Super Mario Maker review photo
The costumes are the best part
Ever since I was five years old, I've been drawing my own Mario levels on graph paper. It's a pretty common story, because when I look at a series to give me a platforming baseline, it's usually Mario. Nintendo didn't ju...

3DS photo
3DS

Japanese voiceovers coming to 3DS version of Azure Striker Gunvolt


Not just the PC port
Sep 02
// Chris Carter
Azure Striker Gunvolt was just released on the PC last week, with numerous extras, most notably the inclusion of Japanese voiceover work. When initially asked whether or not this feature would end up on 3DS eventually, I was ...
Amazon photo
Amazon

Amazon offering downloads for Nintendo games now


Officially links Nintendo ID
Sep 01
// Chris Carter
Just in time for Super Mario Maker's release on the horizon, Amazon is offering up downloads for select Nintendo games. In essence, you'll buy the content, then link your Nintendo ID to the service, and the code will auto-pop...
Batman: Arkham Knight photo
Batman: Arkham Knight

Batman: Arkham Knight Crime Fighter pack DLC is out


Part of the Season Pass
Sep 01
// Chris Carter
The next batch of Batman: Arkham Knight DLC is out today -- the Crime Fighter Challenge Pack #1. In short, you're basically getting six AR missions, featuring Robin, Catwoman, Batman, and Nightwing. If you bought the Sea...
Star Wars: Battlefront photo
Star Wars: Battlefront

EA provides details for Star Wars Battlefront October beta


Coming to PC, PS4, and Xbox One
Sep 01
// Chris Carter
EA  has spilled some details for the upcoming Star Wars Battlefront beta. It'll be available in early October on the PC, PS4, and Xbox One platforms, and is a technical test that will feature 40-person battles on Hoth, p...
Pokemon Shuffle photo
Pokemon Shuffle

Pokemon Shuffle is hitting iOS today in the west (Update: Android too now)


Much better suited for mobile
Sep 01
// Chris Carter
[Update: it's also available on Android too.] If you haven't tried Pokemon Shuffle yet, now's your chance -- it's hitting iOS today in North America and Europe. It was always better suited as a mobile game anyway, one th...

Very Quick Tips: Metal Gear Solid V: The Phantom Pain

Sep 01 // Chris Carter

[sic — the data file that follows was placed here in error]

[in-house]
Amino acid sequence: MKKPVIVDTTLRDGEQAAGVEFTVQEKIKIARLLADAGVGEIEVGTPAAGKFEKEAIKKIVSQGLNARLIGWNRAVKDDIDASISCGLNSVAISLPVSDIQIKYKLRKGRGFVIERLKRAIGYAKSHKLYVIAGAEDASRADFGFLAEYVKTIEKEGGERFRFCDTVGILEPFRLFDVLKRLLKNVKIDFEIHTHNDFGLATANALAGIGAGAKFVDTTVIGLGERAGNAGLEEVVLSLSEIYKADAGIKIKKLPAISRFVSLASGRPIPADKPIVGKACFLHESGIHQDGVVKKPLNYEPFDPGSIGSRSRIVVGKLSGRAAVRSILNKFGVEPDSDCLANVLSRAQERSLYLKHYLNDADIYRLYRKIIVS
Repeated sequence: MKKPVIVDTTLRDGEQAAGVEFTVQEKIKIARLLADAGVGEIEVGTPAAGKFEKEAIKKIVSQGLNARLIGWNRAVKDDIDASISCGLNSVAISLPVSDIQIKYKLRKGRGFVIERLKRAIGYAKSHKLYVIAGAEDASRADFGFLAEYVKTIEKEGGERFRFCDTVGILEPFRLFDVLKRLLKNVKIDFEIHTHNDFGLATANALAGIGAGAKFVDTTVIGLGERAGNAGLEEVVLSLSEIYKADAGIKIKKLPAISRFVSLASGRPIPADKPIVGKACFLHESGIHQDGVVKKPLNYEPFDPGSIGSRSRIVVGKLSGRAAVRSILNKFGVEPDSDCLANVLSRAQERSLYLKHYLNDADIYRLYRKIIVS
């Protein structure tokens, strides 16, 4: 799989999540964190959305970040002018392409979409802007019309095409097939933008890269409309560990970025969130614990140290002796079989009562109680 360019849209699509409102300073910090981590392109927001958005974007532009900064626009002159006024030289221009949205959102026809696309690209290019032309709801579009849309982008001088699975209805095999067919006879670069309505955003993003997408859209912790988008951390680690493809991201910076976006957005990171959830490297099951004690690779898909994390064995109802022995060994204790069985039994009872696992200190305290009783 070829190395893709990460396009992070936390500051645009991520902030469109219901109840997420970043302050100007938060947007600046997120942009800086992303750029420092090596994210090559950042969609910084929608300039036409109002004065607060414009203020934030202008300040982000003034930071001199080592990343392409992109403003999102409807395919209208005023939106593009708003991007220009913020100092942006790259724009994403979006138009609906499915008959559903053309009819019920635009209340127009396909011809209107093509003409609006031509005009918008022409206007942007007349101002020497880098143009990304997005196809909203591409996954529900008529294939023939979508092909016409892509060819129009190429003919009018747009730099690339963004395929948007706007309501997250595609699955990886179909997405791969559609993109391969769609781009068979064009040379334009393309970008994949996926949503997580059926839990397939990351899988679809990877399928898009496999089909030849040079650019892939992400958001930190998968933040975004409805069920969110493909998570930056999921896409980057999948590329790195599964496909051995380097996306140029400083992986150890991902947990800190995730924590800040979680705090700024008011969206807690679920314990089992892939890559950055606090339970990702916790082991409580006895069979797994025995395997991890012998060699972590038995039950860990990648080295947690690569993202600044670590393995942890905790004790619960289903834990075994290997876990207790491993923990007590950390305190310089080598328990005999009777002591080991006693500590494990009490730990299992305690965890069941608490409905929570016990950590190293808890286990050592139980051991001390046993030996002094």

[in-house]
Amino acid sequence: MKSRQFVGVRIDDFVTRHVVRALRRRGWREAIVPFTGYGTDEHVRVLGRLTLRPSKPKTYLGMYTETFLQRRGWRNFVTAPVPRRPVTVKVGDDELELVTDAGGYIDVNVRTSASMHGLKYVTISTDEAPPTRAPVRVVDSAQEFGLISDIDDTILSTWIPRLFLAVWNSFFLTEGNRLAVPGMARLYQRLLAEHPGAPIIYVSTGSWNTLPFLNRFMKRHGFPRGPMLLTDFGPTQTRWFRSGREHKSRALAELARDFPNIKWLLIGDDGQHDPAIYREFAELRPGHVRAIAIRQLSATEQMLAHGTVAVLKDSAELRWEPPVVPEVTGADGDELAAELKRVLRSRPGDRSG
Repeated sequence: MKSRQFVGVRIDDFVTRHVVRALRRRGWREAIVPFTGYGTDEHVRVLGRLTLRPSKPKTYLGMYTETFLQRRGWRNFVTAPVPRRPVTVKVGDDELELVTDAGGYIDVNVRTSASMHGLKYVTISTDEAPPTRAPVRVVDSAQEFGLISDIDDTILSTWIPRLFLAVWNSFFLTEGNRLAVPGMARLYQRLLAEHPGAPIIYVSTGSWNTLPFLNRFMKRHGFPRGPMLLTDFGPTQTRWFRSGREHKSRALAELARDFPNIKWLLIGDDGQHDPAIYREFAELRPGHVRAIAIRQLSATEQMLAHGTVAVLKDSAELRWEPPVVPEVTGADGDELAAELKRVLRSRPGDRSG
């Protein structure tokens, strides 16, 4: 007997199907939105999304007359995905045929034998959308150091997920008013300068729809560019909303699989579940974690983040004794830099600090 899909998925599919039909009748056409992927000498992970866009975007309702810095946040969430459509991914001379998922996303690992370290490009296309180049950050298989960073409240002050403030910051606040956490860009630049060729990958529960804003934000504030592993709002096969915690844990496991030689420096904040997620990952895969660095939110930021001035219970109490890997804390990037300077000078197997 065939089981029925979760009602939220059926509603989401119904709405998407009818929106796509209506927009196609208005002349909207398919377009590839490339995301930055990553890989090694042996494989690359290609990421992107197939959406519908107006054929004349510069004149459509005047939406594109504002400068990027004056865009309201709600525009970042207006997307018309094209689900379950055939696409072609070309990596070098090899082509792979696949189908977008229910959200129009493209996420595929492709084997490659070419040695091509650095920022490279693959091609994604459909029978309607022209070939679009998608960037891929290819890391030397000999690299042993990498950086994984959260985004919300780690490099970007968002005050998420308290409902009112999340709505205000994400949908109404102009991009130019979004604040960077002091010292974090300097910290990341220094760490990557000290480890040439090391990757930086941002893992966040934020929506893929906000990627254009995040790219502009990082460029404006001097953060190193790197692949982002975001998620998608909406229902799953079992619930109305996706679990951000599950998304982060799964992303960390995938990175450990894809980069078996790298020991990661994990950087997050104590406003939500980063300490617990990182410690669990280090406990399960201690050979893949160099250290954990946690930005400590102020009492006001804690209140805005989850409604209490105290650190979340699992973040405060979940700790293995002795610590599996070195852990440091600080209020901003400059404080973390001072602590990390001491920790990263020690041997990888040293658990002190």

[embed]307495:60220:0[/embed] General tips: Use night vision often when you're searching for a human target, even if it's daytime. The core reason is because it's hard to see in-game models at times, especially with the dynamic lighting engine. Using night vision will highlight humanoid character models with a bright hue, allowing you to extract them with ease. Always upgrade your Fulton device as soon as you can -- it will help you for core and side ops alike. Pick a favorite weapon, upgrade it constantly, and remember it. You can use the loadout system (similar to Call of Duty) to set your preferred gear. It's easy to get overwhelmed and forget that you're using one of eight rifles, then go into battle with the wrong one. If need be, you can call for entire loadouts to be dropped in mid-mission. Once you get to R&D level 17, buy the flare grenade. It allows you to instantly call chopper support under duress, without having to use your iDroid. Since the game doesn't pause while looking at your device, it can get sticky. When you start Mission #5: Over the Fence, the wolf pup near the first objective marker on the hill is of the utmost importance. He's easy to miss, but if you tranq and Fulton it, he'll grow up to become an entirely new buddy for you to use. You can lock in your crew with the L2 button when assigning Mother Base operations. Use this method to prevent your preferred squads from down-leveling after shifting people around using the auto-sort option. As a general rule it's important to spread the wealth, but favoring R&D for tough missions so you can acquire new tools is never a bad idea. When searching for a target that has a wide circular array on the map, create multiple marks on your iDroid to set your own perimeter. In other words, "draw" bits of the outside of the circle with multiple letters, so you can clear the entire surface area. Marks will automatically erase when you reach them, so you'll know where you've been. Spend your cash upgrading the main stations of Mother Base, first and foremost. Construction takes a long time, but they pay dividends, and you'll want to start working on them as soon as possible. In the same vein, make sure you grab every resource you can on the field to ensure that you can constantly grow Mother Base -- don't just rush past open doors. Go back to the open world often! Fulton everyone you find and actually do those Side Ops. They're not necessarily required, but they'll reward you with tons of new weapons to use in the story, and your backup will be that much more advanced. As a last resort, press triangle while prone. This will bring you into a special "play dead" stealth mode, and you can even avoid being seen if the enemy is right next to you at night. This is especially useful in the "no alert" missions. You can change the type of support called with the R1 menu while using your binoculars. Along with the flare grenade mentioned above, you'll be able to instantly call in your chopper for everything but extraction. It's particularly useful during some boss fights to instantly call in a bombardment after locating an enemy. Play with headphones if possible! Listen for hit songs playing in the background, and follow the noise to the tape. Don't be ashamed of using the chicken hat sometimes if you need it. Some missions will checkpoint you right before a particularly difficult part, and there's no need to bang your head against the wall over and over. Much like The Witcher 3, calling your horse while it is not in sight will cause it to "teleport" to your side. Try to swing the camera away from it before you call it for instant access. In Side Ops #144, the target is laying on the ground in the open in the large base. This one took me forever to find, as I kept going inside, expecting it to be there. Without spoiling anything, to unlock the true ending, you'll need to complete all available main missions after the story seemingly ends abruptly -- yep, all those retread ones with higher difficulties. Alternatively, I have spoken to people who have unlocked the ending with a combination of story and Side Op mission completions. Try to beat all the core ops you can, and if some are outright frustrating you, switch to Side Ops.